The Whaleboat House (Amagansett), by Mark Mills
The Whaleboat House, by Mark Mills, is a murder mystery. It takes a meandering approach to the genre. Character development relatively irrelevant to the plot takes up much of the almost 400-page novel. As far as the murder mystery part of the plot, I thought it was thin, at best. Though much time is spent on character development, it is mostly the “good guys” who are being developed. The lack of development of the “bad guys” made it difficult to believe the motivations behind the killing. Also, the clues were revealed in a disconcerting jumble. In fact, the killer is revealed in a sort of off hand manner—very anti-climatic.
Two minor complaints:
Fishing jargon. I know Mills was trying to give life to the setting, but I felt that the fishing jargon was not explained well enough for a layperson to understand. For example, there is a scene where the characters are harpooning swordfish and something important happens with the keg. Now, to me, keg means a barrel with alcohol in it. The importance of the scene, though rested on the reader’s understanding of just what a keg is in this context.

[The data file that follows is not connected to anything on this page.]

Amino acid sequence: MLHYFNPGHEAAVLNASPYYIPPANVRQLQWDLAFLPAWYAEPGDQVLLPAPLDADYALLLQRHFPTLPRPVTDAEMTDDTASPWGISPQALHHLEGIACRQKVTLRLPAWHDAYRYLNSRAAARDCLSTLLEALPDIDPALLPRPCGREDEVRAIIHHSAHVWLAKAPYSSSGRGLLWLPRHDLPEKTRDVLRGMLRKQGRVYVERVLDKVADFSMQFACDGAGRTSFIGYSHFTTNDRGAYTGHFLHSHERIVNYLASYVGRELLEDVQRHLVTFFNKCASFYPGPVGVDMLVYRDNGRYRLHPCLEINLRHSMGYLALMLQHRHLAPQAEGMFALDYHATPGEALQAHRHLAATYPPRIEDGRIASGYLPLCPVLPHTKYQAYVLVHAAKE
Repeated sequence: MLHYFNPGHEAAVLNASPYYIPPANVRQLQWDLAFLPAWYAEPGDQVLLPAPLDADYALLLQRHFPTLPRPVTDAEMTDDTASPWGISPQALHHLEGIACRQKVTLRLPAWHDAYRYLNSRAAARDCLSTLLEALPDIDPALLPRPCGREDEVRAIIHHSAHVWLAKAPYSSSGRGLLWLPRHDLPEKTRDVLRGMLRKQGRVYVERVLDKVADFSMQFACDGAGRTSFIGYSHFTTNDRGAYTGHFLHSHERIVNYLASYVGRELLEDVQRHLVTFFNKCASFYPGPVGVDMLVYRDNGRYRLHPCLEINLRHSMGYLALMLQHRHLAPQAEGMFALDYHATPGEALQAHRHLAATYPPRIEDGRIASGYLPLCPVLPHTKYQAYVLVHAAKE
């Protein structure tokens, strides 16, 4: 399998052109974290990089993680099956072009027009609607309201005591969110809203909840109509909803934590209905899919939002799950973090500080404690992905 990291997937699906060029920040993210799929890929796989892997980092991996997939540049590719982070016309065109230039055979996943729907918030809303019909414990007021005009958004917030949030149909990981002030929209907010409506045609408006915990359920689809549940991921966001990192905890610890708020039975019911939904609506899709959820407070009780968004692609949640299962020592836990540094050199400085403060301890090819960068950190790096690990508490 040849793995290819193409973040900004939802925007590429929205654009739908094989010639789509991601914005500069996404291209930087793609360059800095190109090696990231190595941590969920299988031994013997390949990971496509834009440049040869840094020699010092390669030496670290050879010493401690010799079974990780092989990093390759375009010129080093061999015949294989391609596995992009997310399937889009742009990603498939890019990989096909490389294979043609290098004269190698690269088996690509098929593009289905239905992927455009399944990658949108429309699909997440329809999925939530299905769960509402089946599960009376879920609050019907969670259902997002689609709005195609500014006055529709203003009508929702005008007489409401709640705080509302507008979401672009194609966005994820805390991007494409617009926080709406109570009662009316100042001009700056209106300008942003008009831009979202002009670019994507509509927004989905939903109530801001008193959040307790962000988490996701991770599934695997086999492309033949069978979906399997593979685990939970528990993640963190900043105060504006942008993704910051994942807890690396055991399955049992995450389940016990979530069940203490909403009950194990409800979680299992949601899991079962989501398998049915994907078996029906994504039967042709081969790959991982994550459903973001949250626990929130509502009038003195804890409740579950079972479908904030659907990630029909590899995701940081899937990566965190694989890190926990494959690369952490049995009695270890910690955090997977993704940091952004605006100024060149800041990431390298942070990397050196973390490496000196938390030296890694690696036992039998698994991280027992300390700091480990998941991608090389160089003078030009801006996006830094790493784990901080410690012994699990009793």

Sex. I’m not really a book prude. I can handle a sex scene or two, but these sex scenes were not only totally irrelevant to the plot but cheesy and explicit in a manner reminiscent of Danielle Steel.
Overall, I thought this was a fairly mediocre, meandering read.
The Whaleboat House, by Mark Mills [rating:2]